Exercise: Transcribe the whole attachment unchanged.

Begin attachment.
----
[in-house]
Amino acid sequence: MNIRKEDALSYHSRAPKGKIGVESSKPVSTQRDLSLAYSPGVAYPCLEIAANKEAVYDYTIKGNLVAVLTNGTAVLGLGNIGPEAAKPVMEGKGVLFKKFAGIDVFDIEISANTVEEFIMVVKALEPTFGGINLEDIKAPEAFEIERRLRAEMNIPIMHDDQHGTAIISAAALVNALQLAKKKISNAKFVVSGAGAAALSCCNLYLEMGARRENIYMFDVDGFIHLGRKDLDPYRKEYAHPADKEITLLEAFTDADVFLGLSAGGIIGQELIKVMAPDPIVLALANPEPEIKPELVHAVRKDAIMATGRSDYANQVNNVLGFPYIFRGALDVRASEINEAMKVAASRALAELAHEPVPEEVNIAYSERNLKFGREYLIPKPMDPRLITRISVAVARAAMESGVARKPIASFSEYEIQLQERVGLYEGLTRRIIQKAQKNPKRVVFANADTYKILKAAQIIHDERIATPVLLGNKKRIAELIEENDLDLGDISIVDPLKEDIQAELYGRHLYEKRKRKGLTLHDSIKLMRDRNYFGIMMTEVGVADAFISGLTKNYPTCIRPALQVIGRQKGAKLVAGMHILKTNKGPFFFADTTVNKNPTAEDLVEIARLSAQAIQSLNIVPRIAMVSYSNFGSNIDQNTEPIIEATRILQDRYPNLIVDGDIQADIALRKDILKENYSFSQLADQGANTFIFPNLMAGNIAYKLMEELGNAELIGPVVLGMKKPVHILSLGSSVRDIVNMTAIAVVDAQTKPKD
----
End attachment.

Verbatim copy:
[in-house]
Amino acid sequence: MNIRKEDALSYHSRAPKGKIGVESSKPVSTQRDLSLAYSPGVAYPCLEIAANKEAVYDYTIKGNLVAVLTNGTAVLGLGNIGPEAAKPVMEGKGVLFKKFAGIDVFDIEISANTVEEFIMVVKALEPTFGGINLEDIKAPEAFEIERRLRAEMNIPIMHDDQHGTAIISAAALVNALQLAKKKISNAKFVVSGAGAAALSCCNLYLEMGARRENIYMFDVDGFIHLGRKDLDPYRKEYAHPADKEITLLEAFTDADVFLGLSAGGIIGQELIKVMAPDPIVLALANPEPEIKPELVHAVRKDAIMATGRSDYANQVNNVLGFPYIFRGALDVRASEINEAMKVAASRALAELAHEPVPEEVNIAYSERNLKFGREYLIPKPMDPRLITRISVAVARAAMESGVARKPIASFSEYEIQLQERVGLYEGLTRRIIQKAQKNPKRVVFANADTYKILKAAQIIHDERIATPVLLGNKKRIAELIEENDLDLGDISIVDPLKEDIQAELYGRHLYEKRKRKGLTLHDSIKLMRDRNYFGIMMTEVGVADAFISGLTKNYPTCIRPALQVIGRQKGAKLVAGMHILKTNKGPFFFADTTVNKNPTAEDLVEIARLSAQAIQSLNIVPRIAMVSYSNFGSNIDQNTEPIIEATRILQDRYPNLIVDGDIQADIALRKDILKENYSFSQLADQGANTFIFPNLMAGNIAYKLMEELGNAELIGPVVLGMKKPVHILSLGSSVRDIVNMTAIAVVDAQTKPKD